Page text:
Full English Breakfast Not Really English - It's American

Funny story written by Skoob1999

Saturday, 29 September 2012

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Go To Work On An Egg!

The controversial and widely refuted claim was made by US historian, Paul Garfunkel yesterday. A history don at the Massachusetts Institute of Technology, Garfunkel claims that the 'traditional' full English breakfast as we know it today, was actually invented in Brooklyn, New York, by an Italian restaurateur in the 1870's.

"It's true," Professor Garfunkel stated confidently. "In Britain, up until the time Salvatore Gambini created the 'full English,' the Brits tended to eat bacon and eggs. Gambini added an Italian twist to the dish by adding tomatoes, mushrooms, sausage, blood sausage, baked beans, toast, fried bread, and a mug of coffee."

Further research, according to Garfunkel, revealed that the dish was designed to appeal to lower class immigrants, who needed something substantial in their bellies before going about their daily labours, which were usually of a manual nature, and physically, pretty demanding.

"Gambini considered calling it the 'Hybrid' breakfast," Garfunkel revealed. "But he settled on 'English' because he wanted it to appeal to the lowest common denominator - the English. Contemporary reports reveal that a Belfast couple visited Gambini's restaurant, and upon returning to Belfast, they popularised the 'English' dish by opening a cafe and selling the meal all day. Then it spread across the water to England, Scotland and Wales. But it really is an American invention. Put together by an Italian immigrant."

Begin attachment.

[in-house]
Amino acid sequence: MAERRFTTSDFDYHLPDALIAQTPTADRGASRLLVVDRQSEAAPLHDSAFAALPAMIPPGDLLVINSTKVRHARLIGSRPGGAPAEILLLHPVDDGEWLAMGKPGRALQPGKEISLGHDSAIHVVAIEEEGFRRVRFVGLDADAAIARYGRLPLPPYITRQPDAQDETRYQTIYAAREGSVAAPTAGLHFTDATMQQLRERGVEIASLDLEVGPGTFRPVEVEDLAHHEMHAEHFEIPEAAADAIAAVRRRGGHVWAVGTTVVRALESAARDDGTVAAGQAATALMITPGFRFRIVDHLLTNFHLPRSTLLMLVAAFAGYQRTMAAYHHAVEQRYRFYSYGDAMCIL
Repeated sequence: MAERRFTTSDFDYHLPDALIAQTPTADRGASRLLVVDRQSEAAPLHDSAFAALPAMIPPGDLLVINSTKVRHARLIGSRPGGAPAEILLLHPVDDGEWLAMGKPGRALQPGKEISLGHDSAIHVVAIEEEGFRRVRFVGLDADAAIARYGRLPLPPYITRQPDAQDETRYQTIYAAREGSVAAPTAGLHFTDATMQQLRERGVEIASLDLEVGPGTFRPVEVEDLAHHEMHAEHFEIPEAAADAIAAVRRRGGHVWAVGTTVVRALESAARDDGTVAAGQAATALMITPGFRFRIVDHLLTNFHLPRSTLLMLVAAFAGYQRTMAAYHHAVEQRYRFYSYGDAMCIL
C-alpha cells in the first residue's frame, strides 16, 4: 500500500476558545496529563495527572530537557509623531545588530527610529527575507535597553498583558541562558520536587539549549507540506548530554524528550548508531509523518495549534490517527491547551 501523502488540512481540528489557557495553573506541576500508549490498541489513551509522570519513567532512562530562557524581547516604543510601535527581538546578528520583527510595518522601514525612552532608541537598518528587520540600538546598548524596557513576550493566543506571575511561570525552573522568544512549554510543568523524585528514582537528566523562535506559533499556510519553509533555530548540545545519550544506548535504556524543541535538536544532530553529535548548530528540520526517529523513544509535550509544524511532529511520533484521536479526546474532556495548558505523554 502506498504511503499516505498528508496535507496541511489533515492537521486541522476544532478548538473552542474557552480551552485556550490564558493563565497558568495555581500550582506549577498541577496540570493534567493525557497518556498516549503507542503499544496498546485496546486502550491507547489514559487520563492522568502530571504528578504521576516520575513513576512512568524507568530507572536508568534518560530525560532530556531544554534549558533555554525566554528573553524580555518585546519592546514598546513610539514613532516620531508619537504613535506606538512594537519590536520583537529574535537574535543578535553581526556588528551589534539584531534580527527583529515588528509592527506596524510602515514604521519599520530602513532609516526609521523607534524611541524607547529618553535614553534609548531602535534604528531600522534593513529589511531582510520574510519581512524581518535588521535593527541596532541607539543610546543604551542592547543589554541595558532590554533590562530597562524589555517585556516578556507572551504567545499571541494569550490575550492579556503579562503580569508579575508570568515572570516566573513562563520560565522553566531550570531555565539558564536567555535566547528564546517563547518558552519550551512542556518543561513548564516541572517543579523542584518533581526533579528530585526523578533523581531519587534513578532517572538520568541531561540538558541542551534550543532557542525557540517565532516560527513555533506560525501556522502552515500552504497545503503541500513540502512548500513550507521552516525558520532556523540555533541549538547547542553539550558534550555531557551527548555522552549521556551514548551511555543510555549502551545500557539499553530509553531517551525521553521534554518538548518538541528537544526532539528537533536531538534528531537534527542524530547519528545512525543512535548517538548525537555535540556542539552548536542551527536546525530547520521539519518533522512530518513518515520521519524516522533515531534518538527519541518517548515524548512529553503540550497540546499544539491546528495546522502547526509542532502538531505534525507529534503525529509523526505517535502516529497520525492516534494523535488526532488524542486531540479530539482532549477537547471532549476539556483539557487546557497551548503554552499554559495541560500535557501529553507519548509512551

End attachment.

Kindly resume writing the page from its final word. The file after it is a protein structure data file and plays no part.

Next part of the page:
The claims were roundly condemned across the Atlantic by Yorkshire 'Chips n Gravy' campaigner, Ken Mither, a vociferous advocate of traditional British greasy spoon cuisine.

"By the bloody left," Mither fumed, as he lit his pipe and slumped in an armchair in shock. "What a load of old codswallop. We've been having the full English, or its Scottish and Welsh variants since the dawn of the Industrial Revolution. While the Yanks were busy playing cowboys and Indians. I'm reet bloody gobsmacked at the brass necked cheek of it all. Next news, they'll be tellin' us that the Australians invented pie and mushy peas, the Italians gave us fish and chips, and the Spaniards gave us black pudding. What a load of old bollocks!"

When informed of Ken Mither's scathing response to his claims, Professor Garfunkel had a snappy response prepared.

"Ask the flat cap wearing mo-fo whose ketchup they use?" he said.

More as we get it.

The funny story above is a satire or parody. It is entirely fictitious.

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